The Telegraph
Since 1st March, 1999
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Boxed in but back in play
- Madrid casts long shadow

Karachi, March 12: As a fallout of the high-casualty Madrid blasts, credit for which has been taken by al Qaida, the Indian cricketers have been “internally advised” to stay put in their hotel rooms during their short stay here and next week in Peshawar.

According to The Telegraph’s sources, the advisory was verbally intimated as it’s widely believed that some owing allegiance to al Qaida, who sneaked in after the Afghan war, have managed to survive Islamabad’s crackdown. And, yet again, it’s better safe than sorry.

For the record, Team India’s itinerary has been so planned to limit exposure both in Karachi and Peshawar.

One understands that IG Yashovardhan Azad, assigned by the home ministry to function as the chief security liaison officer, was contacted by agencies back home early in the day once reports began coming in about al Qaida’s possible involvement in Madrid.

“A panic scenario hasn’t been created, but the players were reminded of the blasts and cautioned against stepping out of their hotel room except to head for the ground,” is how a source put it. He added this was conveyed in Lahore itself, this morning, before the team boarded a PIA 747 for the 90-minute flight here.

As expected, security in Karachi — which now has more cars and private protection firms — is choking. In fact, speaking generally, captain Sourav Ganguly even termed the cover “suffocating at times” in an interaction with the media, ahead of the first ODI, at the National Stadium tomorrow.

“I’m just seeing security and more security.... It’s up to the throat and suffocating at times…. Right now, we’re coping with it but, then, I can’t say how we may feel after seven-eight days,” Sourav responded to one of the many questions on security.

As part of the arrangements, almost exclusively handled by the paramilitary Rangers, the 747 was taken to an isolated bay before the players disembarked to a red carpet welcome. The other passengers waited till Sourav and Co. walked the 100 metres to the VIP lounge and the carpet had been rolled up.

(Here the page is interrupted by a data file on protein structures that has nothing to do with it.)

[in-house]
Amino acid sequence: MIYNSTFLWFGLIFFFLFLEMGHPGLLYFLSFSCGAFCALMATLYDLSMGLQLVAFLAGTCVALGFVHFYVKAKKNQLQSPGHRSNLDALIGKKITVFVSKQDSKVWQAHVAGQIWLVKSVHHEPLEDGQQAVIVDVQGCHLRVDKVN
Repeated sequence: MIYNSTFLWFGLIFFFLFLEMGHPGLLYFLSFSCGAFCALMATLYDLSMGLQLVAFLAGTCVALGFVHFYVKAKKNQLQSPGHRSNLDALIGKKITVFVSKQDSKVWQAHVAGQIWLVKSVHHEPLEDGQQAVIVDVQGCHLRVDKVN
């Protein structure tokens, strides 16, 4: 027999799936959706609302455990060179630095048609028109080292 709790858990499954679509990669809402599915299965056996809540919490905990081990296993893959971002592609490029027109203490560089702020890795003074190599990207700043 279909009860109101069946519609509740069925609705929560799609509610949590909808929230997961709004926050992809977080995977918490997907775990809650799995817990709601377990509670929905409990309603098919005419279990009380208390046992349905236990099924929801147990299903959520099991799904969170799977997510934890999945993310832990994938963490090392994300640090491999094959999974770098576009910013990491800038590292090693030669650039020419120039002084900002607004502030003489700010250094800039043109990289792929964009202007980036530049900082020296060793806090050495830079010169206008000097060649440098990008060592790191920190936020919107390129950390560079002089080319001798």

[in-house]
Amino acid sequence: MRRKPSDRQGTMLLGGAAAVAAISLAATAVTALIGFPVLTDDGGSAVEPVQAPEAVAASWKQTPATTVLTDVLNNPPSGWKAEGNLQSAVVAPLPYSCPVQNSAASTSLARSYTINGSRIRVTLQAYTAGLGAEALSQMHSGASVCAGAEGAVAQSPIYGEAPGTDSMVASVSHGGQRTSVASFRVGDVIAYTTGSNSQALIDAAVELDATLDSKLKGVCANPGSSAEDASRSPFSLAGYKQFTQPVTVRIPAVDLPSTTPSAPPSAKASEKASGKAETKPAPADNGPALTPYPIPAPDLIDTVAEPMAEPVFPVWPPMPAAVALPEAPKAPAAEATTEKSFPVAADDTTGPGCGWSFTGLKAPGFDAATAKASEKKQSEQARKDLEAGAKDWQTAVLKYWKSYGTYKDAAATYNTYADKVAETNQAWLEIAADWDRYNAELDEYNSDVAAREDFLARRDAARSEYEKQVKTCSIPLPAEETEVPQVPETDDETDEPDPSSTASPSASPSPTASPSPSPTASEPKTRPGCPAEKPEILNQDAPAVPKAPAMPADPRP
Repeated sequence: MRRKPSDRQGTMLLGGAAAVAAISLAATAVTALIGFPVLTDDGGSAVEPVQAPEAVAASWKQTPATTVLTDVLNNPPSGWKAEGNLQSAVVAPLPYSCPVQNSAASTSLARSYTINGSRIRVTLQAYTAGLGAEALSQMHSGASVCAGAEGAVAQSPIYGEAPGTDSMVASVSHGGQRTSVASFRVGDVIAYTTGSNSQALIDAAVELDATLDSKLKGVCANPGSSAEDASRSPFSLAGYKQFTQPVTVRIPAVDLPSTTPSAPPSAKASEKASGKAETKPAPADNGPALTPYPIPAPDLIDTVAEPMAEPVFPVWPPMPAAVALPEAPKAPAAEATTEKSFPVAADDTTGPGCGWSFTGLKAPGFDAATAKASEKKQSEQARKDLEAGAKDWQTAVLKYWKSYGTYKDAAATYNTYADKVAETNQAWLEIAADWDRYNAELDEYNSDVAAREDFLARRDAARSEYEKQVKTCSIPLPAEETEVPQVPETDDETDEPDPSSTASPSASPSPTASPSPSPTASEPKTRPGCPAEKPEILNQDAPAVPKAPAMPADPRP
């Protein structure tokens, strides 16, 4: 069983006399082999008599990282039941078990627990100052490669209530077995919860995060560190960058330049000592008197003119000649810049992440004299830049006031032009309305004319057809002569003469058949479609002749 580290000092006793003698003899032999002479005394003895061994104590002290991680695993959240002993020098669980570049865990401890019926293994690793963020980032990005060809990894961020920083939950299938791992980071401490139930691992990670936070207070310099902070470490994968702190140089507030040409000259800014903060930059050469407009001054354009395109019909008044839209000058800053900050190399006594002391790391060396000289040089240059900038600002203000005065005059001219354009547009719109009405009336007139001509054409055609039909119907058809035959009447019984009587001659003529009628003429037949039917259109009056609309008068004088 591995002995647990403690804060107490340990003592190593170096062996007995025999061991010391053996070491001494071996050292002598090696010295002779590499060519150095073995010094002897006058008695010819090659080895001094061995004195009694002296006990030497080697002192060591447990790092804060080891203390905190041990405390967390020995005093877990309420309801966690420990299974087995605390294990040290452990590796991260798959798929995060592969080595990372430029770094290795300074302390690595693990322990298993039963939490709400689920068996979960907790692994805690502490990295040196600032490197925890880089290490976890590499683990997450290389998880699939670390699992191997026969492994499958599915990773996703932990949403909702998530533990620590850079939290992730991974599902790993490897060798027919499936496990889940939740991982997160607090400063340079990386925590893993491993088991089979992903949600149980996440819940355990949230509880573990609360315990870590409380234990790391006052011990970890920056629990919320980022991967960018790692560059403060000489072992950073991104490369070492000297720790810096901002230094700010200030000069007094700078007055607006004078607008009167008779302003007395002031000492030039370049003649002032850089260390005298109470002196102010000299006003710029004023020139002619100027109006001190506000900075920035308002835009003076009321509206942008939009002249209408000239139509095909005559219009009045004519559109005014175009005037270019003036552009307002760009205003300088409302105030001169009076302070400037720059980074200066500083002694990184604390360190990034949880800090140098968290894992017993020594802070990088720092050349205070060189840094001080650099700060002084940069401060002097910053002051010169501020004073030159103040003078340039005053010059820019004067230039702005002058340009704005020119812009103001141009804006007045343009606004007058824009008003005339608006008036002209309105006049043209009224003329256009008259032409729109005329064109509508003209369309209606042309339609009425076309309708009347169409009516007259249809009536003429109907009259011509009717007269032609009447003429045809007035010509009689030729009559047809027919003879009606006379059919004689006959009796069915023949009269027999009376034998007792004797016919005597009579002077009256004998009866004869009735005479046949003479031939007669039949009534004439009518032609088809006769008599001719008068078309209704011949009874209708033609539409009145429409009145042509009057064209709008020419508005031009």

Nobody slipped up during the two days in Lahore, but the security personnel here appear more reasonable and much less on edge. While Punjab Police’s elite commandos looked after the team’s immediate security in stop No.1, Anti-Terrorist Force commandos are doing the same in Karachi.

The crowd here doesn’t have the best reputation — particularly notorious has been the students’ enclosure — but the federal government has taken the unprecedented step of asking fans to be on their “best behaviour”. It’s a directive, no less.

In a nice gesture, the City District Government of Karachi has placed a number of banners welcoming the “Indian cricket team” and “Indian guests” besides proclaiming “Games and Sports for Peace and Love”.

The National Stadium will, clearly, be packed to its 33,000 capacity. And, in an unusual move, the local administration has “permitted” two movie halls to screen the ODI live.

In any case, the Sindh government has declared a public holiday — it’s the best way of celebrating the first full tour by Team India in over 14 years.

As a moment, it’s going to be huge when Sourav and Inzamam-ul Haq go for the toss. Most feel it will be the proverbial defining moment for quite some time.

Much has been made of the goodwill bit but, frankly, it’s going to be a hard series and tour. Both captains, by the way, noted nothing much should be made of Pakistan A’s stunning win over India yesterday. The business-end of the trip begins tomorrow.

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